Sunday, 3 January 2010

Ping Chau and into China, December 26

Saturday, Boxing Day

After last night's festivities, it's a struggle to be packed and ready by 8:30am to board buses to begin our foray into China. But we all manage it, remembering that, once the 'swimming party' was picked up by the 2nd MTB flotilla, the MTBs had had to motor through the night to make their getaway. In 1941 at least the weather was favorable: "It was one of the most beautiful nights I remember. The sea was calm and the wind was warm," Lt. David Legge wrote later. (His cousin, Susan Scott and her husband, Dermott are on this trip). In 2009 the shipping forecast is for more turbulent conditions, so instead of taking the 'wide circuit of Hong Kong' (Max's words) from Aberdeen to the south and then sweeping up into Mirs Bay to land on the coast of China, we've shortened up our boat trip. We've chartered a ferry to take us from Ma Liu Shui in the New Territories to the island of Ping Chau and back. It's an hour and a half each way - a scenic ride past the deserted hills and beaches on either side of the Tolo Channel and into choppier open waters.

The crescent-shaped island of Ping Chau comes into view through the mists. This most easterly point in Hong Kong territory is important to us because the 5 MTBs carrying the escape party dropped anchor here after midnight. Mike Kendall, the leader of Z Force, Henry Hsu, Chan's aide, and a couple of others went ashore, under cover of the boats' guns, to get local intelligence. The village headman advised that it would be safe to proceed to NanAo to make landing on the coast of Guangdong province. In daylight, NanAo is clearly visible from Ping Chau - now it's developed as a Chinese holiday resort, then it was a small fishing village. Today, we're offered a simple and very tasty lunch by the current village head, Jenny, granddaughter of the 1941 headman.

We have a little time to explore the island's old village, with its charming old houses, mostly crumbling but occasionally restored. From a peak population of 2,000, Ping Chau now has few permanent residents but is a popular spot for weekend day trips.

On our return to Ma Liu Shui we board new buses that will transport us across the border at Shau Tau Kok on the eastern edge of the New Territories. We have to actually cross the border on foot with our luggage, but all goes well. Some of the very young and very elderly members of the group take our bus straight to NanAo, where we'll be spending the next two nights. But most of us head off in the opposite direction to the city of Shenzhen, arriving there about 5:30pm. Our Chinese partners have organized an official reception for HERO with the Deputy Mayor of Shenzhen and other dignitaries at the Wuzhou Guest House. We 7 committee members are invited to a welcome ceremony with the Deputy Mayor before the larger dinner. As luck would have it, 3 of the committee are delayed on the second coach which has been in a minor accident in the crazy traffic of the metropolis. I suggest that we substitute a couple of our expert consultants for the missing members, and am told by a bright young official that "it's complicated". But this is eventually what we do, since the Deputy Mayor can be kept waiting no longer. We enter a long reception room, with armchairs formally arrayed down each side and grander chairs for the Deputy Mayor and our Chairman, Richard at the head of the room.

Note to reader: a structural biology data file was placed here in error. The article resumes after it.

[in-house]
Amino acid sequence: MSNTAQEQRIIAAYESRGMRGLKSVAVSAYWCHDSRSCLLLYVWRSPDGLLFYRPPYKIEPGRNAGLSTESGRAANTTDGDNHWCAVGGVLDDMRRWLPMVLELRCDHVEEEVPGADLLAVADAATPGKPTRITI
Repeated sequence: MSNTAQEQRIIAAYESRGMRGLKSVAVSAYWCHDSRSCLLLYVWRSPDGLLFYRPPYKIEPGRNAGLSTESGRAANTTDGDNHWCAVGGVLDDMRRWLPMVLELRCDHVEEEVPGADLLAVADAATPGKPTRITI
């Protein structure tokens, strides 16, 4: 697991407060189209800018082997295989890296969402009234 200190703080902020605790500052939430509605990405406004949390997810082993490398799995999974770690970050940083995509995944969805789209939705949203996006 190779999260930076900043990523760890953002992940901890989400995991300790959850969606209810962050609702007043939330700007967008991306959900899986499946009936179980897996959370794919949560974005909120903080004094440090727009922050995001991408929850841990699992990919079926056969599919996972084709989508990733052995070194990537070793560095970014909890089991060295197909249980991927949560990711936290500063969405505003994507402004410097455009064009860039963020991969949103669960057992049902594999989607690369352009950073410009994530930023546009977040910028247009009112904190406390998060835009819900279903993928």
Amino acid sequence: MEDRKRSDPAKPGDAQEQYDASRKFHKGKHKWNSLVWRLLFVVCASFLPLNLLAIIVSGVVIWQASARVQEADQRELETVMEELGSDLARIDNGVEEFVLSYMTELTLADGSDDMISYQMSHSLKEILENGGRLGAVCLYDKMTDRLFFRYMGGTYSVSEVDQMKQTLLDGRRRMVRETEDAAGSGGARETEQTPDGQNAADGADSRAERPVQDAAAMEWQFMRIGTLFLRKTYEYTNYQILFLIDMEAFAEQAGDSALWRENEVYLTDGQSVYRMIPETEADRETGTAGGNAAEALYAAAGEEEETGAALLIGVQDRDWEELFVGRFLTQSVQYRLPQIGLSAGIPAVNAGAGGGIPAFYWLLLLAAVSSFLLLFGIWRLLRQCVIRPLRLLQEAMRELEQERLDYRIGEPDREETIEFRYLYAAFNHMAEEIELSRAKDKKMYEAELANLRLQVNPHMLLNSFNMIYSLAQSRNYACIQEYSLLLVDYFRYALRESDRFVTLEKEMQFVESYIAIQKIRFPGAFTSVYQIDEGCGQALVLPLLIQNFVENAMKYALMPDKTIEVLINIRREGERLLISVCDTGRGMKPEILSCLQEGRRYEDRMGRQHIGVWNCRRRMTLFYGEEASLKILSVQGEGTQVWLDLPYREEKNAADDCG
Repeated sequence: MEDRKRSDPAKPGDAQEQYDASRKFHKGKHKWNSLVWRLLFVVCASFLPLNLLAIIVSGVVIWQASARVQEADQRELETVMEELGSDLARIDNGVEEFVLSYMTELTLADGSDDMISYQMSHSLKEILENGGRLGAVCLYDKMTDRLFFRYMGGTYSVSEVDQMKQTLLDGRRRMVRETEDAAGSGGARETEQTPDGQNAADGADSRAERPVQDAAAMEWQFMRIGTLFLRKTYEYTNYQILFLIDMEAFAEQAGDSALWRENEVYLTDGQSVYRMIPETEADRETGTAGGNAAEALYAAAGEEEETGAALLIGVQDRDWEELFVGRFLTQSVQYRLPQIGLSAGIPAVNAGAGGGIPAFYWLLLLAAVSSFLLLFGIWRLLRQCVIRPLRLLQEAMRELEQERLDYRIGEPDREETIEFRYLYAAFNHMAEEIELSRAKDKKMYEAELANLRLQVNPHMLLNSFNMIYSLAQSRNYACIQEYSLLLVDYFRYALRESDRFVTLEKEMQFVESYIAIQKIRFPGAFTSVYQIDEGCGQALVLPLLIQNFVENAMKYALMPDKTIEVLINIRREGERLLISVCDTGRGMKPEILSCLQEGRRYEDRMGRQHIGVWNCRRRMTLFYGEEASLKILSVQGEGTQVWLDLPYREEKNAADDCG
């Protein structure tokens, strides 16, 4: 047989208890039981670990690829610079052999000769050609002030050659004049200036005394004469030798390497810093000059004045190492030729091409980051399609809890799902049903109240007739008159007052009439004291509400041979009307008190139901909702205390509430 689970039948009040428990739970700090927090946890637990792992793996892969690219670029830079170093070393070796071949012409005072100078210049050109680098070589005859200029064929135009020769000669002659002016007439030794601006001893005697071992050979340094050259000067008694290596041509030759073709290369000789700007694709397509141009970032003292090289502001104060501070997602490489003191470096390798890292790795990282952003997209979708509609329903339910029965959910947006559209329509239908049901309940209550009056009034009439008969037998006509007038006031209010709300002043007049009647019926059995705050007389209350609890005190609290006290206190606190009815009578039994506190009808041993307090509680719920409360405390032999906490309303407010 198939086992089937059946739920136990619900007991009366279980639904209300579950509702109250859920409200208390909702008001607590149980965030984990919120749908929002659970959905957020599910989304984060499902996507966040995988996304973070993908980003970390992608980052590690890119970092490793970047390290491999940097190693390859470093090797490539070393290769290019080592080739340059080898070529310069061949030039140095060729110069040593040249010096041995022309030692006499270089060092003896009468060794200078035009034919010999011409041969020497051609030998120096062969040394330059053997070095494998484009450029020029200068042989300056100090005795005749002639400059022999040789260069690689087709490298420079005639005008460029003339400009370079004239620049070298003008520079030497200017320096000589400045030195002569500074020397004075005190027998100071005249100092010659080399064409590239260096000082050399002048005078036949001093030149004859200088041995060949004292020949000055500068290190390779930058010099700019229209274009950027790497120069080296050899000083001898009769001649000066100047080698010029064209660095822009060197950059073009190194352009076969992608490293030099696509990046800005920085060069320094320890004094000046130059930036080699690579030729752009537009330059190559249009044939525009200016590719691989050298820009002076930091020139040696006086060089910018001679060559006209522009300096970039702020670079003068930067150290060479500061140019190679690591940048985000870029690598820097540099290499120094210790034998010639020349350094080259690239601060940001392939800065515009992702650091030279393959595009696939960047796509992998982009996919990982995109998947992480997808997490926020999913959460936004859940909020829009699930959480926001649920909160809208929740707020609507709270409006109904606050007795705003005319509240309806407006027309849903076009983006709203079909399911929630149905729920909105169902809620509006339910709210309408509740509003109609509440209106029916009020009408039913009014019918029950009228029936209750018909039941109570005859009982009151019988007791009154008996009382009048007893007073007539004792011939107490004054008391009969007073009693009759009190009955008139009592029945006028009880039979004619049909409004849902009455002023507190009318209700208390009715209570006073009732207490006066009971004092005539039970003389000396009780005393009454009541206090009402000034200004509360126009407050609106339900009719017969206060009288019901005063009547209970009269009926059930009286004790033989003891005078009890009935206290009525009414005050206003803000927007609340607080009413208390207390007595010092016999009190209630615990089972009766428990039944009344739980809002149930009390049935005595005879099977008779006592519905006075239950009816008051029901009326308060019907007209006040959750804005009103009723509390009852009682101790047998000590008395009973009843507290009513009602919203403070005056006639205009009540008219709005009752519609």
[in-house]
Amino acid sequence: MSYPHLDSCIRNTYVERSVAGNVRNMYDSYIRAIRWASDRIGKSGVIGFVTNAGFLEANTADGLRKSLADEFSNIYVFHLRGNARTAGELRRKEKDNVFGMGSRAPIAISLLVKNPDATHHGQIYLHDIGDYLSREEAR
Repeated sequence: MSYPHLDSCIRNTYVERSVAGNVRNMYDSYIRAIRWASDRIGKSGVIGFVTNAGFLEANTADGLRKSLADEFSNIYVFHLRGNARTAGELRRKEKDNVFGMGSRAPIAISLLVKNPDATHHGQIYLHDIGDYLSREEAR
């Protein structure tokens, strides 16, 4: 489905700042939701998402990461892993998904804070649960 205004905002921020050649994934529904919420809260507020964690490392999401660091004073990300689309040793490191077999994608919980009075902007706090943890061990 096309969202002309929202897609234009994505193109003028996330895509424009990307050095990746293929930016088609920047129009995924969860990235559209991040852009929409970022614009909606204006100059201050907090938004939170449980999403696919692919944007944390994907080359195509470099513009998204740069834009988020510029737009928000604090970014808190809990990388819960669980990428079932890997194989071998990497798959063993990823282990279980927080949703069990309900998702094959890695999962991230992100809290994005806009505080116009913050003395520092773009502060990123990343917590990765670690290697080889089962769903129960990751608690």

The D.M. treats us to a cordial but lengthy welcome speech, elaborating on the economic miracle that is Shenzhen, now a municipality of 13 million (extending to NanAo, our destination), then a small fishing port. Rich replies manfully, without the notes that Philip Snow had provided for the dinner remarks, and we are presented with an elaborate ornament and two scrolls (one for the American HQ of HERO!). We all go down to the cavernous banquet hall, where the rest of the party has been waiting, and after more speeches, we enjoy a rather good dinner. At the head table, I'm seated with the son of the wartime leader of the Communist East River Guerrilla Column, and a veteran of the Chinese army. The D.M. then Rich speak again, this time Rich has Philip Snow by his side to translate his prepared remarks. Rich presents our gifts of HERO silk banners. It's been a long day, but it's symbolically important that HERO has been given a grand official welcome to China. We pile back onto the buses for a two-hour drive to the NanAo hotel, and are glad to find our beds for the night.

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